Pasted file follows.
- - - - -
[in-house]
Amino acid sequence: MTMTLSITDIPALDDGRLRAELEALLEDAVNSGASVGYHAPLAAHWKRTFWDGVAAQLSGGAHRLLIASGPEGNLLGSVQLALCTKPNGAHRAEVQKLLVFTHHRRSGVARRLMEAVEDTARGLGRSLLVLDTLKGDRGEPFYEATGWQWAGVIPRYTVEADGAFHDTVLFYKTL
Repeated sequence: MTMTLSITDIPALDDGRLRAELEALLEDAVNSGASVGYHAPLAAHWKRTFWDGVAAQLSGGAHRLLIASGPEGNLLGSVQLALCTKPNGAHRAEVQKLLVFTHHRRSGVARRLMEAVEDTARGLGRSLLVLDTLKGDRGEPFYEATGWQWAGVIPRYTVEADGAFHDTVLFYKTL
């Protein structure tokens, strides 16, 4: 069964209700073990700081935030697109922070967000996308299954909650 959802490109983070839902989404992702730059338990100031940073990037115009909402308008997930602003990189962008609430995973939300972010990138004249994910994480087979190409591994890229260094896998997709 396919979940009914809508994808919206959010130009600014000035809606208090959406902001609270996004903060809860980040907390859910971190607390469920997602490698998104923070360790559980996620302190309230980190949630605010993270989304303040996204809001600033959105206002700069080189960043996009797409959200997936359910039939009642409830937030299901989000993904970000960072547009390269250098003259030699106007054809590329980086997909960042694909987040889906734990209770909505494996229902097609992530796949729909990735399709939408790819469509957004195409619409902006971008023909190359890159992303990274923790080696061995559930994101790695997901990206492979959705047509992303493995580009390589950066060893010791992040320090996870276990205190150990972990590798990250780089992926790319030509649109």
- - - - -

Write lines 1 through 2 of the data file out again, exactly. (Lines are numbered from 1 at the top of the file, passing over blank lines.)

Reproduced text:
[in-house]
Amino acid sequence: MTMTLSITDIPALDDGRLRAELEALLEDAVNSGASVGYHAPLAAHWKRTFWDGVAAQLSGGAHRLLIASGPEGNLLGSVQLALCTKPNGAHRAEVQKLLVFTHHRRSGVARRLMEAVEDTARGLGRSLLVLDTLKGDRGEPFYEATGWQWAGVIPRYTVEADGAFHDTVLFYKTL